Since the ultimate purpose behind Nursing and the Health Care Sciences is to understand how to provide better quality care to patients and clients through more effective practice. An essential element of this quality care is communication, a concept that has traditionally not been tested and nurtured in the introductory level of Allied Health. Hence, in order to familiarize students for the competencies of Oral Literacy and Critical Literacy, students created videos which showcased both their knowledge of Anatomy (Groups were divided into Bones, Muscles and Arteries and Veins) and, 2) A short note on reflection of the course goals and how they tie in with students’ life goals (please see Assignment below to reference the Rubric used to grade this competency)

Since students uploaded their videos into their respective ePortfolios, their Technological competency was check-listed, as they spent time outside the classroom, with Consultants and STMs. They also learnt to upload pictures, write up descriptions and edit both text and video online.

The Social component of the assignment involved 1) The videos were done in groups, though each student had a video, they would practice with their groups and study with their groups before the videos were created. Hence this acted as a great activity for students to work closely with one another outside the classroom and 2) The assignments and videos were created so that students could comment on each other’s work. The ‘peer-assessment’ made them very aware of the material their were posting also facilitated conversations that might have typically been missed in the classroom.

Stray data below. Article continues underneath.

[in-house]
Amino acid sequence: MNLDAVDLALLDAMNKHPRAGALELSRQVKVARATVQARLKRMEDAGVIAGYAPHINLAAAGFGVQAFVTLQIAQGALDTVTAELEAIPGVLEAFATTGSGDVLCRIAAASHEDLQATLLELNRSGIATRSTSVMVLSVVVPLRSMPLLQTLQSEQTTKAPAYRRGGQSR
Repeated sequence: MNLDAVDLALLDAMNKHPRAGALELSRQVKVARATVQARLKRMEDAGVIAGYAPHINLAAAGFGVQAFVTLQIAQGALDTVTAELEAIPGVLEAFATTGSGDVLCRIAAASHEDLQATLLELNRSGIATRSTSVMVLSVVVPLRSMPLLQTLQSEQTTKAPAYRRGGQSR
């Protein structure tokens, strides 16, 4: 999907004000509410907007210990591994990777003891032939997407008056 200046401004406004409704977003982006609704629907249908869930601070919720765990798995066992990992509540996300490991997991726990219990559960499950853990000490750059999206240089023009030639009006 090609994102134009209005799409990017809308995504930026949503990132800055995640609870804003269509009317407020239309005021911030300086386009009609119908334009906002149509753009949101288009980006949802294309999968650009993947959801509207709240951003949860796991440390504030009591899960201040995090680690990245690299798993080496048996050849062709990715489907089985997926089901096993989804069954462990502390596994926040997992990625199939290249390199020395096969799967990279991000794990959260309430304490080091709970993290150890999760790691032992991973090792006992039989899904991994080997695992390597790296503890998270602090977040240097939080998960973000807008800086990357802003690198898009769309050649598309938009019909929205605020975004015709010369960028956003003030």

In context of this assignment, I did find that social interactions enabled students to understand their course material in a more thorough manner. By watching, communicating and interacting with their peers, this group of students gathered crucial information not only regarding the course material itself, but also about the aims and aspirations (addressed in the reflective piece) of their peers. This snow-balled into them not only regarding their peers with a new level of respect but also enabled them to hold themselves in higher-standing.

The reflective component of the assignment was the most intriguing to me as an instructor. This part of the assignment asked students to address several questions regarding transfer and course outcomes (please see assignment to get a better idea of prompts). I found that students